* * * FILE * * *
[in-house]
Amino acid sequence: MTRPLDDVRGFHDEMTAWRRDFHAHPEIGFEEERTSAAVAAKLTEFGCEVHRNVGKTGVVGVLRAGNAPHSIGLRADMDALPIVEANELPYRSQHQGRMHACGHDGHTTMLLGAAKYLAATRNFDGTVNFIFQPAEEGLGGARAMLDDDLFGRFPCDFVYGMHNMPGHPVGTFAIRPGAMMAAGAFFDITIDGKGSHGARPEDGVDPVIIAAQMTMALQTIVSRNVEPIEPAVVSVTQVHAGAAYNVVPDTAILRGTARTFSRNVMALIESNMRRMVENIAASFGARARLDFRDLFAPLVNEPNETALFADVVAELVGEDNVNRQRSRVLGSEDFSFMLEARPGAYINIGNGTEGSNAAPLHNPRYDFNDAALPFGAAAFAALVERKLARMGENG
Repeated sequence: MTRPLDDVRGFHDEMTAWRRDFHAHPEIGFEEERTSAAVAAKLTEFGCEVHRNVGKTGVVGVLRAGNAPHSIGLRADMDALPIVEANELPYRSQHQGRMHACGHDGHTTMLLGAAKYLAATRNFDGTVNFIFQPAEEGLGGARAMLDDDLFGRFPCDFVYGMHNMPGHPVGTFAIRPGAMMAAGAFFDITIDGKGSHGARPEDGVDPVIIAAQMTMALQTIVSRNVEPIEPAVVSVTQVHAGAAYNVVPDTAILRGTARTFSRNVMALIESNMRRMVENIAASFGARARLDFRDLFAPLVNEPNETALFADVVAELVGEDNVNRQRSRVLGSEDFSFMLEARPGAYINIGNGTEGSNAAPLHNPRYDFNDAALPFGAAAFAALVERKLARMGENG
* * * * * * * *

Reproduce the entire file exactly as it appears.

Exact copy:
[in-house]
Amino acid sequence: MTRPLDDVRGFHDEMTAWRRDFHAHPEIGFEEERTSAAVAAKLTEFGCEVHRNVGKTGVVGVLRAGNAPHSIGLRADMDALPIVEANELPYRSQHQGRMHACGHDGHTTMLLGAAKYLAATRNFDGTVNFIFQPAEEGLGGARAMLDDDLFGRFPCDFVYGMHNMPGHPVGTFAIRPGAMMAAGAFFDITIDGKGSHGARPEDGVDPVIIAAQMTMALQTIVSRNVEPIEPAVVSVTQVHAGAAYNVVPDTAILRGTARTFSRNVMALIESNMRRMVENIAASFGARARLDFRDLFAPLVNEPNETALFADVVAELVGEDNVNRQRSRVLGSEDFSFMLEARPGAYINIGNGTEGSNAAPLHNPRYDFNDAALPFGAAAFAALVERKLARMGENG
Repeated sequence: MTRPLDDVRGFHDEMTAWRRDFHAHPEIGFEEERTSAAVAAKLTEFGCEVHRNVGKTGVVGVLRAGNAPHSIGLRADMDALPIVEANELPYRSQHQGRMHACGHDGHTTMLLGAAKYLAATRNFDGTVNFIFQPAEEGLGGARAMLDDDLFGRFPCDFVYGMHNMPGHPVGTFAIRPGAMMAAGAFFDITIDGKGSHGARPEDGVDPVIIAAQMTMALQTIVSRNVEPIEPAVVSVTQVHAGAAYNVVPDTAILRGTARTFSRNVMALIESNMRRMVENIAASFGARARLDFRDLFAPLVNEPNETALFADVVAELVGEDNVNRQRSRVLGSEDFSFMLEARPGAYINIGNGTEGSNAAPLHNPRYDFNDAALPFGAAAFAALVERKLARMGENG